The Department of Special Needs Education was established in 1992, based on the former Laboratory for Orthopedagogy. Orthopedagogy literally means "acting/educating in the right way". The roots of the department go back to the establishment of the Higher Institute for Education (1927), where a course on "The psychiatry of abnormal children" was taught.

In 1942, Maria Wens – assistant of Prof. Nyssen who held the chair in Psychiatry – started up a medical-pedagogical consultation unit for children with emotional and behavioral disorders. After the decease of Prof. De Busschere, the successor of Prof. Nyssen, the chair in Psychiatry was split up into Psychiatry, Neurology and Orthopedagogy. Wens became the first professor in orthopedagogy. In 1965, Orthopedagogy was recognized as a full course at the Higher Institute for Psychology and Education (nowadays the Faculty of Psychology and Educational Sciences).

Prof. Wens and her predecessors were convinced that science and research start from practice and practical experiences and, therefore, need to be closely linked to orthopedagogical practice (as apparent from the establishment of a school and orientation center that were connected to the university laboratory). As other (Dutch) orthopedagogues, Wens saw 'action' as the core characteristic of Orthopedagogy, which has traditionally been defined as "methodic, meaningful action in problematic educational situations aimed at growth and change for the better".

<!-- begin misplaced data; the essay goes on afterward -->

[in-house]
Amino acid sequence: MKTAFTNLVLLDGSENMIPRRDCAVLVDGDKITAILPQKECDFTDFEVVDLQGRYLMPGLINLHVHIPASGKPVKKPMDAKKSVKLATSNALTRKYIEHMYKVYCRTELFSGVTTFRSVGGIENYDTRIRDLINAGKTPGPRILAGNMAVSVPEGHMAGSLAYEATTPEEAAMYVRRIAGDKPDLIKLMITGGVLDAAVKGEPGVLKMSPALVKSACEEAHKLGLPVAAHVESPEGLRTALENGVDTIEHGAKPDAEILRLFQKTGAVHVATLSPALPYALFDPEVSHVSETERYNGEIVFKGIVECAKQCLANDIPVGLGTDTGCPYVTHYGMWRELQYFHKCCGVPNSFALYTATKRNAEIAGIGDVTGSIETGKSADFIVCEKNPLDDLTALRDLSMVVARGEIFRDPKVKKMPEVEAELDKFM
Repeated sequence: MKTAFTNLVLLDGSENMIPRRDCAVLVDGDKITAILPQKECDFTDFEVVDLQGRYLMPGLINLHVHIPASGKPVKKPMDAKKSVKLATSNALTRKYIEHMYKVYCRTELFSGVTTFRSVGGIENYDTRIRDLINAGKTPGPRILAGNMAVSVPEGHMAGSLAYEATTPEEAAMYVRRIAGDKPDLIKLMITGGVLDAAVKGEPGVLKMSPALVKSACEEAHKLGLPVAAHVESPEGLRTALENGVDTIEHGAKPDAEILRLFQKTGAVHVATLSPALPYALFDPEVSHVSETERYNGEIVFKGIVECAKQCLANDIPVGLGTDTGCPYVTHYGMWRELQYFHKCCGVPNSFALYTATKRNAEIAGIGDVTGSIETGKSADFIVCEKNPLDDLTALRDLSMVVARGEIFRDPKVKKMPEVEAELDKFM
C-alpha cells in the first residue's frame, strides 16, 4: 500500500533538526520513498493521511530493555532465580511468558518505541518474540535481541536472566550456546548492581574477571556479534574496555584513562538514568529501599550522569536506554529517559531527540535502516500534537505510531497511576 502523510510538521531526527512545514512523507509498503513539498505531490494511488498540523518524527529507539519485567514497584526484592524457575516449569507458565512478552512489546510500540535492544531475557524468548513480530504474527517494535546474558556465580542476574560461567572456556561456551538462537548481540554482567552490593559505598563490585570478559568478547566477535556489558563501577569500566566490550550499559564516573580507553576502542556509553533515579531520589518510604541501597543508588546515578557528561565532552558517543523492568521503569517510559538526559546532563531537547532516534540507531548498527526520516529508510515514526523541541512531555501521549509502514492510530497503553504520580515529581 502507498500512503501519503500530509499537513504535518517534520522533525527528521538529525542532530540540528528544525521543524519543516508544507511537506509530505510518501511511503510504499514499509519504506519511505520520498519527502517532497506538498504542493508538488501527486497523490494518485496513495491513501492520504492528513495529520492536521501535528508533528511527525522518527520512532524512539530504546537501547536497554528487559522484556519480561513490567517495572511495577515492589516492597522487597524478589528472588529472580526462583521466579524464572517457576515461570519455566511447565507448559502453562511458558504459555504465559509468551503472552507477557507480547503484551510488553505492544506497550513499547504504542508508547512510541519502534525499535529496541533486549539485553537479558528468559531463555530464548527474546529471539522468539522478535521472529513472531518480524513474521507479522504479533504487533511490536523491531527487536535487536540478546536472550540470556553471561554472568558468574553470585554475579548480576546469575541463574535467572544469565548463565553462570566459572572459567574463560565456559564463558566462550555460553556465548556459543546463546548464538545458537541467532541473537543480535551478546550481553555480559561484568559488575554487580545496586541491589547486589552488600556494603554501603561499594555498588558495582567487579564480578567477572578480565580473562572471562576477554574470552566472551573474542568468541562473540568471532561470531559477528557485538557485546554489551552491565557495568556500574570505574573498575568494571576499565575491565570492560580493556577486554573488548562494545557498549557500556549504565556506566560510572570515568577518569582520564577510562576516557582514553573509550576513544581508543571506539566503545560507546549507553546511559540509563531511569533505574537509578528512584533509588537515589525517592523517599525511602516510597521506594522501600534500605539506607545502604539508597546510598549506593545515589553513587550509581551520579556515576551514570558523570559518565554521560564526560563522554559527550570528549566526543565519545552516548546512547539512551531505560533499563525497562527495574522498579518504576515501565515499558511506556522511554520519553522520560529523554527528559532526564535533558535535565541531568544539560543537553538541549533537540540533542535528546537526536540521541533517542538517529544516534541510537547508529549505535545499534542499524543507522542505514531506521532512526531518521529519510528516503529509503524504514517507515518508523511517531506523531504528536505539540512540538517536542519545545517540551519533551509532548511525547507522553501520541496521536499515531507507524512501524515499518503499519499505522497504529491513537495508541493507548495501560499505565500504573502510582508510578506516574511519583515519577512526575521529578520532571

In 1985, Eric Broekaert succeeded Prof. Wens as head of department and favored her empirical, phenomenological and pluralistic approach, but added the idea of dialectic integration of part and counterpart towards higher-order synthesis. Consequently, various theories, paradigms, research methods and interventions can go together and contribute to higher levels of knowledge. Later, post-modern thinking and innovative concepts that are linked to the disability studies were introduced, such as diversity and inclusion, self-advocacy, emancipation, and empowerment.

This led to an adapted, present-day definition of Orthopedagogy : "The study of methodic, integrative, ethical and meaningful social interactions and support in pedagogical situations that are experienced as problematic, with the aim to improve individuals' living situations, their quality of life and their participation in society through scientifically underpinned qualitative and quantitative research methods."

Central in this definition are the concepts of reciprocal action, intentionality, contextualization, subjectivity, multiplicity and a methodical/pedagogical approach. Consequently, the focus of Orthopedagogy is not primarily on the behavior or on the target population (e.g. persons with disabilities or a psychiatric disorder), but on the action itself.